A Promise to Jordan “has tremendous potential … to make a real, meaningful difference in the nationwide opioid crisis,” wrote Gray, who will stay with the chamber through June if needed. “I believe I have an obligation to my son and so many others who have died or who are now struggling with addiction to use my skills to bring about positive change in this arena.”

Gray certainly has allies in fighting the substance use and opioid crisis.

Several members of local Rotary and Lions clubs are part of a unique joint initiative, the Rotary-Lions Addiction Task Force — co-chaired by Canton resident Maria Coutant Skinner (of the Avon-Canton Rotary Club) and Avon resident Heidi Zacchera (president of the Avon Lions Club). Natasha Haims of the Avon-Canton Rotary is also on the task force.

Zacchera taught physical education and health in the Canton public schools before her retirement, and she has overseen a Canton school program called Esteem that seeks to prevent substance abuse.

“It has been awesome to work closely with Maria,” says Zacchera, a native of Avon. “I had her [two] daughters as students in Canton.”

Skinner is the executive director of the Torrington-based McCall Center for Behavioral Health, a nonprofit agency focused on recovery, prevention and community.

“My [McCall] team and I have examined this public health issue in great depth,” says Skinner, a licensed clinical social worker (LCSW) who has a bachelor’s degree in psychology and a master’s in social work. “It is a devastating epidemic that has impacted every aspect of our communities. Therefore, the solution must involve and engage every one of us.”

Skinner has volunteered for the Canton Youth Service Bureau and is co-chair of the Litchfield County Opiate Task Force.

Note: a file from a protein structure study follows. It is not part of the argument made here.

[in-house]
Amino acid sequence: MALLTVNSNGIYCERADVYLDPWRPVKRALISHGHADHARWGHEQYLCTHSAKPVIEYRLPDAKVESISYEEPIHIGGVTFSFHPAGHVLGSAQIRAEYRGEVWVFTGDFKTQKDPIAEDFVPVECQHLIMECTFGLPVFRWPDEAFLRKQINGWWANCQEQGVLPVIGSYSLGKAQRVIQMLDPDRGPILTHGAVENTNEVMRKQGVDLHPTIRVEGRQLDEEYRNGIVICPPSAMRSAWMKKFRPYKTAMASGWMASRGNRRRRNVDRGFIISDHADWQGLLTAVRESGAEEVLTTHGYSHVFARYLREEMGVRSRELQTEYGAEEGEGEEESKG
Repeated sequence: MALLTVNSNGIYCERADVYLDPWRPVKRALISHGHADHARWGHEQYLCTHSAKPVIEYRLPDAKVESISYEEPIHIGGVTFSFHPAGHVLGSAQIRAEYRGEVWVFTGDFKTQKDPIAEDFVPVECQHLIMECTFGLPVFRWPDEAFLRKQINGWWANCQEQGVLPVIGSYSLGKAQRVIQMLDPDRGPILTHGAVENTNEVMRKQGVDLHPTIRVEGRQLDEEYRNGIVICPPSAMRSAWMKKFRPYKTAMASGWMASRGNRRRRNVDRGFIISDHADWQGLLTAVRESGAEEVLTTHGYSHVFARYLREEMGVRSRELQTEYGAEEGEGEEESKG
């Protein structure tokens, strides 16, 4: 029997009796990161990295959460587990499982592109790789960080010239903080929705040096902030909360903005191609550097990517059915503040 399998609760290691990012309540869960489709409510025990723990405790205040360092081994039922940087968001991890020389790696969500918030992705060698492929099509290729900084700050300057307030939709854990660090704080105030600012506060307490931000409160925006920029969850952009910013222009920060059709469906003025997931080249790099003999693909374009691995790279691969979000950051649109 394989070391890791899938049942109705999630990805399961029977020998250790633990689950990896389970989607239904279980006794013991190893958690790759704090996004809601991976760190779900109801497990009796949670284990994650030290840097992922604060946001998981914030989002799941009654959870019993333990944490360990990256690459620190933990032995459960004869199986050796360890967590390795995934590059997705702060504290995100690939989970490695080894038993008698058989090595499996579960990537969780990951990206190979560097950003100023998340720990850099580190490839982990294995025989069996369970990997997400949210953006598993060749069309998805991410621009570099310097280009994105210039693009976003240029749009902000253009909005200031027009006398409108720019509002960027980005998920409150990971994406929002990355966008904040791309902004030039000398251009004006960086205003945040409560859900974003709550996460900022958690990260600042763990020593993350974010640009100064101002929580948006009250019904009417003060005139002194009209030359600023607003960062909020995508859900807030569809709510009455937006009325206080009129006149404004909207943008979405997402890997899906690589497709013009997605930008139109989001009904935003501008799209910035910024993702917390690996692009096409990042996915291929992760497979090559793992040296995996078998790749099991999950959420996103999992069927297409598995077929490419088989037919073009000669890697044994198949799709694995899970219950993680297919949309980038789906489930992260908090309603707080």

“What heartens me about this [Rotary-Lions] initiative,” she says, “is that we have been able to answer the question so many wonderful people have asked — that is, what can I do to help? Our clubs are working to publicize ways that every one of us can help … and offer a path to health.”


Skinner identifies several practical ways each of us can address the opioid scourge:

• Discard unused medications at a drop box in a police station or with a Deterra pouch, a patented disposal bag that deactivates leftover drugs, preventing misuse.

• Lock up medications in use.

• Work to reduce stigma by learning the root causes of addiction and understanding that this disease can be prevented and treated.

• Talk openly with our kids, families, friends and co-workers about substance abuse issues.

The Rotary-Lions Addiction Task Force has “made an impact,” Zacchera says, by offering the Deterra pouch to local pharmacies and by hosting a February forum, Addiction in the Workplace.

“What I love about [the task force],” Zacchera notes, “I believe it is one of the first times that Rotary and Lions have combined their efforts in this manner. … We were able to hone things down to focus on the home, workplace and community, and what we could do to make a difference with the opioid crisis in these different areas.”

The Canton-based Farmington Valley Health District is likewise fighting the good fight by offering educational programs about substance use and related issues.